NEW RESEARCH REPORT: The Future of HCP Engagement Impact
Pharmaceuticals will ramp up efforts to understand the information needs and behaviour of healthcare professionals in 2024 as they look to better demonstrate clinical impact from their HCP engagement activities, reveals a new study published by EPG Health.
The multi-stakeholder research finds that ‘HCP insight (needs and behaviour)’ is the industry’s number one strategic HCP engagement priority for the year ahead (cited by 57% of pharma), followed by ‘improving customer experience’ (47%) and ‘optimising content for digital consumption’ (45%).
This marks a change in emphasis since 2021, when ‘a shift in digital culture or mindset’ was pharma’s top strategic priority amid the upheaval of the pandemic. Now, 75% of pharma survey respondents report advances in this area over the last 2 years, and HCPs are noticing the difference; close to two-thirds say provision of scientific information via digital sources has improved significantly over this period, the report, titled The Future of HCP Engagement Impact, reveals.
Sharper focus on HCP needs, but gaps remain
Growing focus on HCP needs and behaviour is indicative of some of the wider changes taking place within the pharmaceutical industry, not least the ongoing rise in importance of medical affairs functions.
For the first time, the study finds that medical science liaison (MSL) activities – listed as critical or very important for 84% of respondents – have overtaken sales force (77%) as pharma’s most important channel for delivering scientific information to healthcare professionals.
Aligned with this, there are signs that greater attention is being paid to HCP calls for greater access to disease-focused content. Gaps between HCP demand and industry provision have narrowed since 2021, and while supplying brand information is still pharma’s top priority over disease awareness, 27% expect future budget increases for the latter, versus 17% for the former.
However, regarding sources of scientific content, evidence suggests pharma is not always listening to HCP demand. Healthcare professionals consider independent medical websites their preferred channel for consuming this information, with 74% describing them as critical or very important. Scientific meetings also remain a high-value source of such content.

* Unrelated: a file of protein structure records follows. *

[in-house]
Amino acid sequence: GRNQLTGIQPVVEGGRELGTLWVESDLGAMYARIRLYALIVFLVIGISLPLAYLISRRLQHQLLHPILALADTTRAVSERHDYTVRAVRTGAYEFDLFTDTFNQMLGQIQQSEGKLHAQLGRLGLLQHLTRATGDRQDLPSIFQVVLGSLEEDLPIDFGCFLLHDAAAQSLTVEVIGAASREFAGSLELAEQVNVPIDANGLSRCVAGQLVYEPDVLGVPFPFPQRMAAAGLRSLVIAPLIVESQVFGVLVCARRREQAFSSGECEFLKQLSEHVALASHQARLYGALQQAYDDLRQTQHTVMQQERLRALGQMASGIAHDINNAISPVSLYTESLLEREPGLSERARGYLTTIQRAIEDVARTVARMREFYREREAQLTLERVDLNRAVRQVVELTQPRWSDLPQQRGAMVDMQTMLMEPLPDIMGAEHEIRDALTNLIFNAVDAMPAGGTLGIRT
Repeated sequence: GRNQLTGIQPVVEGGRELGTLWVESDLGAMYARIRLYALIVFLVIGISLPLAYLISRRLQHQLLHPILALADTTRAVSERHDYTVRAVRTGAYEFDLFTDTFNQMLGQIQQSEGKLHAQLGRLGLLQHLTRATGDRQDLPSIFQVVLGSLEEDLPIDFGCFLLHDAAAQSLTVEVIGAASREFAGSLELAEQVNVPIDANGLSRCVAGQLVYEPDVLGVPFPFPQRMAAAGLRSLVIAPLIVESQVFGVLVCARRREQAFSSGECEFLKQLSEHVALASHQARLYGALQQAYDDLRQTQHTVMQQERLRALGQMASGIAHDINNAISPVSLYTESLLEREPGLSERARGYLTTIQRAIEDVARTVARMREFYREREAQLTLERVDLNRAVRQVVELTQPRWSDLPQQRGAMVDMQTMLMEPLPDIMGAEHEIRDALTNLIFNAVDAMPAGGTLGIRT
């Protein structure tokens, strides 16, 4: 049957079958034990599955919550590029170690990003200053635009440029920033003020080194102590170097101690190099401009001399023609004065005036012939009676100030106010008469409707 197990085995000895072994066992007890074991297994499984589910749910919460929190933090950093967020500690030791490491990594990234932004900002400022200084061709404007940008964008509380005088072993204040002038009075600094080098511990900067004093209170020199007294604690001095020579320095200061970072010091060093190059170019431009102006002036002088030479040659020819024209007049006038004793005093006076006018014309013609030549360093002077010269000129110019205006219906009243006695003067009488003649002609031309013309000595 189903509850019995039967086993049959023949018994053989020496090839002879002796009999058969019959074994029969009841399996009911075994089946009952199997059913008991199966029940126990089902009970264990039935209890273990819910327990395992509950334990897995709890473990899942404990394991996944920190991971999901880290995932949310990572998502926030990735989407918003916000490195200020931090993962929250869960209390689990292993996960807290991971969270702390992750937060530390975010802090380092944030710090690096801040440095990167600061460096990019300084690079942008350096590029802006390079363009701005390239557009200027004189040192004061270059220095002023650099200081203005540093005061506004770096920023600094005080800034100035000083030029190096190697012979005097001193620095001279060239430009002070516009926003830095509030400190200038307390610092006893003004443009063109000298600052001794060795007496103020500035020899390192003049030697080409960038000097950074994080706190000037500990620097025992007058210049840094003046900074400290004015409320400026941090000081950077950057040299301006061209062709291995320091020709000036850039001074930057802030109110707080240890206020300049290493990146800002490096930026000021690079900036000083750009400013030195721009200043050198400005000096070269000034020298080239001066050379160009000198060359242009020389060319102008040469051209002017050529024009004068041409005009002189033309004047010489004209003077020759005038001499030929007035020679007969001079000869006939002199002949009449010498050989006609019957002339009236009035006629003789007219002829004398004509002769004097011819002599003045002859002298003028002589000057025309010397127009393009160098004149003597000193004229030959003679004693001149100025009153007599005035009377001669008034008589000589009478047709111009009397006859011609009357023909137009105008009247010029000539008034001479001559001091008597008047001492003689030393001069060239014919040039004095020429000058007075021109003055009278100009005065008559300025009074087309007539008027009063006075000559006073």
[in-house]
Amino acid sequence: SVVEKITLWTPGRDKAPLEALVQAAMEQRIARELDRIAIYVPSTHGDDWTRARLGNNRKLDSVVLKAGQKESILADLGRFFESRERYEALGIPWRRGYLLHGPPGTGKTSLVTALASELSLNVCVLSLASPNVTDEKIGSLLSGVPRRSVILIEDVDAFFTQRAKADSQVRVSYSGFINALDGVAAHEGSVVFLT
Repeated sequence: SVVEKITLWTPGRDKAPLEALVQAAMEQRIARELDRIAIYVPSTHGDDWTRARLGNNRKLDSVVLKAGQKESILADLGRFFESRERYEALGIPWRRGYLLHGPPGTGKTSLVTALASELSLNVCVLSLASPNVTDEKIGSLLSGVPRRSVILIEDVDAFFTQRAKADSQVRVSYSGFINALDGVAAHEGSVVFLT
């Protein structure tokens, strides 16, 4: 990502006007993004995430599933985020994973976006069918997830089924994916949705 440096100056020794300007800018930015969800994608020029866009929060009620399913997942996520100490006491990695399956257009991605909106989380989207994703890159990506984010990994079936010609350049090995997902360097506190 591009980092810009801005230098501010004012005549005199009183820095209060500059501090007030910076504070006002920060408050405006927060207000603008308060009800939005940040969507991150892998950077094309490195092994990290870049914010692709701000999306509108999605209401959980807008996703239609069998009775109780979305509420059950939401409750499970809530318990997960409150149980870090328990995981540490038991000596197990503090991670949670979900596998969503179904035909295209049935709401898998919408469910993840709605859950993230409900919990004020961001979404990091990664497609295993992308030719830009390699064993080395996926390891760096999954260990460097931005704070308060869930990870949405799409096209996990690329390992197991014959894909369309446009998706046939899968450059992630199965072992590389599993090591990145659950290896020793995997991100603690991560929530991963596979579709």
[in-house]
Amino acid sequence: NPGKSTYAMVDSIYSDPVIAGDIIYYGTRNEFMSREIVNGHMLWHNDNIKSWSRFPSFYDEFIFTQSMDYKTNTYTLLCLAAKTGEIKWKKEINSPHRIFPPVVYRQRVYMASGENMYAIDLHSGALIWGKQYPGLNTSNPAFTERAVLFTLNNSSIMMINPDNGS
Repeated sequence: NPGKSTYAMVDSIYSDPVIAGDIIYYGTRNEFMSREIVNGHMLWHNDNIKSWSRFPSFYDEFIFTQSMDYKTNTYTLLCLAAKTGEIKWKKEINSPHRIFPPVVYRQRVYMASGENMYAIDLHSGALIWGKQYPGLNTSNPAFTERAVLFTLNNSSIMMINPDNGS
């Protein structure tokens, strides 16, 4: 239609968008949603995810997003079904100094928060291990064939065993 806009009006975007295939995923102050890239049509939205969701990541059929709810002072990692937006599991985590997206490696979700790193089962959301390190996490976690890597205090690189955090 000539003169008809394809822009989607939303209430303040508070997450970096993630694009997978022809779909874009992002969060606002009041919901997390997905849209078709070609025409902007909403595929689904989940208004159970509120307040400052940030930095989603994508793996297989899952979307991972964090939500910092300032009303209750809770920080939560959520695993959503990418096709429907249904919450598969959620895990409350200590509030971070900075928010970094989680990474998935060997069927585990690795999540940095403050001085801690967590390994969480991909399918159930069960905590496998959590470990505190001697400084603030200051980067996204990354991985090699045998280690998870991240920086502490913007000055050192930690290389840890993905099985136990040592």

Despite this, pharmaceutical companies remain overwhelmingly focused on delivering their own content via their own channels; 74% expect to predominantly create their own disease awareness in 2024. Relinquishing some control of content message and delivery may be necessary to build credibility and impact, the report finds.
In addition, the study highlights that healthcare professionals have growing demand to consume content via social media; 41% now consider this important (rising to 64% among those <34 years of age), up from 33% in 2021. But pharma has reduced emphasis on social channels in the last 2 years.
Demonstrating impact presents key challenge
Going some way to explain the industry’s fresh emphasis on understanding HCP needs and behaviour, the survey findings indicate that pharma struggles to meaningfully measure the impact of its medical-led activities.
‘Demonstrating behavioural impact and outcomes’ is now the second most pressing challenge facing pharma’s digital HCP engagement, with 63% describing this as a major challenge (just behind demonstrating financial ROI, 69%).
As a result, the study shows that currently, primary focus is on ‘reach’ metrics for determining impact, and very few are assessing the fulfilment of educational needs or influence on behaviour in clinical practice.
- Only 24% of pharma comprehensively collate and analyse HCP engagement data, and just 22% act on data insights
- Fewer than 20% measure knowledge gain, behavioural change or impact in practice for most of their HCP education activities
- Pharma service providers are on average twice as likely as pharma to measure HCP knowledge and behavioural metrics for most educational activities
“However, pharma recognises there is still a long way to go, particularly around the use of data and understanding the true impact of its engagement activity. Without going beyond the basic reach and interaction metrics that many still use to determine impact, you cannot assess whether real value is being delivered for healthcare professionals.
“It is now possible to demonstrate impact in a more meaningful way by delving into the learning behaviour of healthcare professionals online. We are doing this via Medthority our independent medical education platform, using a digital framework for learning to assess the fulfilment of educational needs.”
“Moving towards metrics that demonstrate the value of engagement is an integral part of truly understanding HCP needs, behaviours and ultimately their requirements for learning. This step must be achieved before you can accurately demonstrate ROI.”
The Future of HCP Engagement Impact follows on from EPG Health’s 2021 study on The Gaps Between HCP Demand and Pharma Supply of Medical Information. The new report presents findings from global, multi-stakeholder surveys conducted with healthcare professionals, pharmaceutical executives and service providers. It contains comprehensive insights into:
- HCP content needs and channel preferences
- Pharma priorities for HCP engagement
- The evolution of scientific meetings
- The role of websites
- Industry digital maturity
- Leveraging data and measuring impact